My Lords, I do not claim to know the answer to the serious issue before us this afternoon; nevertheless, I have a point of substance to make. It is about the decision-making process and the royal prerogative. I have read as much as I reasonably can, but I do not believe that I—or most Members of Parliament, or even noble Lords—really know all there is to know about the pros and cons of military action in relation to Syria, let alone what might happen in the months and years to come. It may be that the noble and gallant Lords in our midst, or noble Lords with diplomatic experience—I was tempted to say noble and intelligent Lords, by which I mean noble Lords who are privy to intelligence—have the answer.
Having listened to ordinary voters giving their opinion in the media, I do not think they are very well informed, either. It is not sufficient to be pro-war or anti-war in a general way. It is a decision that might best be made by the Cabinet and the military experts. That is why there is much to be said for the historical practice of treating going to war as a matter of royal prerogative. For hundreds of years, and until very recently, the decision to go to war—however it was defined—was for the Crown to make: in practice, that is, for the Prime Minister. As far as I know, there was no vote when we entered the First and Second World Wars or defended the Falklands. Indeed, it has often been said that even to debate the issues in Parliament means giving the enemy, whoever he is, advance notice of our intentions and involves disclosing information that ought to be confidential and might relate to the protection of our Armed Forces.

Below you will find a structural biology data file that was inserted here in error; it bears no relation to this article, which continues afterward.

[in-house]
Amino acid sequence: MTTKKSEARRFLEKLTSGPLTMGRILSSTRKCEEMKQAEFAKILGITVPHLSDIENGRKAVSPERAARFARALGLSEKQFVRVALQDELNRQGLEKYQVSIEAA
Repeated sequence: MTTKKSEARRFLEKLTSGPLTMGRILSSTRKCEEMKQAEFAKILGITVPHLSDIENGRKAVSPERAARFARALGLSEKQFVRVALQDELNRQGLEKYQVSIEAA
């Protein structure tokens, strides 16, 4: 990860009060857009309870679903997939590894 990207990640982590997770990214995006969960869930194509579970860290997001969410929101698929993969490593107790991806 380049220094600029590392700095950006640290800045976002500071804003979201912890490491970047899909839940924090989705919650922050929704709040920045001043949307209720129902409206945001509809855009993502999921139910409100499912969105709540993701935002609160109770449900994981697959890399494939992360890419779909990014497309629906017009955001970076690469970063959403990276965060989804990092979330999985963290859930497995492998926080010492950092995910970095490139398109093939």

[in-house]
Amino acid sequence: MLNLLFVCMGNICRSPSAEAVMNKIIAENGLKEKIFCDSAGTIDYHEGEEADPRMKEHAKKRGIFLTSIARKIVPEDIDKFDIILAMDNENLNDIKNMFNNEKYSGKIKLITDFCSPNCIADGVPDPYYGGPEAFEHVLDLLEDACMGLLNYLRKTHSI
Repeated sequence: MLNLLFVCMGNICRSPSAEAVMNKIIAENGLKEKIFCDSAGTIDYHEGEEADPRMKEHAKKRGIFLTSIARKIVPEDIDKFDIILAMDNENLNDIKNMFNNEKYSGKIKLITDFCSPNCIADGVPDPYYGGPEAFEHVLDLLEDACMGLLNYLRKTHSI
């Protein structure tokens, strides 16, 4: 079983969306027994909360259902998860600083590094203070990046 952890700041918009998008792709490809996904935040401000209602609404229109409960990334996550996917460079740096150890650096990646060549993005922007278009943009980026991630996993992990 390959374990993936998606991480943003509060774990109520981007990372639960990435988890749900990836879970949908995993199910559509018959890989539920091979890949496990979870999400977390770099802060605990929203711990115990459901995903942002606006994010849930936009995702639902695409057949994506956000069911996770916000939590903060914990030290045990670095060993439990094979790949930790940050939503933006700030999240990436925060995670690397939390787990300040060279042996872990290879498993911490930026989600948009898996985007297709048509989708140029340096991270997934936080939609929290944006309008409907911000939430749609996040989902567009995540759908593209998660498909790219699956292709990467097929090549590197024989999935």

Undoubtedly, if there was a sudden attack on this country we would expect—and it would be perfectly legal—to defend ourselves at once, without recourse to Parliament. Whether the proposed Syrian action could be called an emergency, a matter of self-defence, an extension of existing action or a war of choice is debatable. But it seems to be expected now that, if there is time, not only should Parliament be consulted but the House of Commons should have the last word on whether to go to war.
The new convention started with former Prime Minister Blair seeking parliamentary approval for the Iraq invasion, and since then it seems to be accepted that Parliament makes the decision, not the Prime Minister. The weakening of the royal prerogative and the growth of a new constitutional convention have been considered, with approval, by at least two parliamentary Select Committees. But of course, it would be surprising if Members of Parliament did not think that they should have the last word—that is democracy. Nevertheless, I am anxious that complete and confidential information may be absent from consideration when a decision to go to war is being made, for example, by polling party members or to serve party political ends or show solidarity. Least of all should the decision depend on a guess as to whether more terrorism might be unleashed on our shores. That would be giving the enemy the very control it wants over our foreign policy. There is, even today, much to be said for the royal prerogative.
Fortunately, this House is doing no more than offering its advice. The noble Earl may be able to reassure us of this in his reply, but I would submit that there is not yet a solid convention that going to war is a decision for the House of Commons alone. In my view, it is a decision for the Prime Minister, who will be accountable for it and take the credit for victory or—although I hope not—the blame.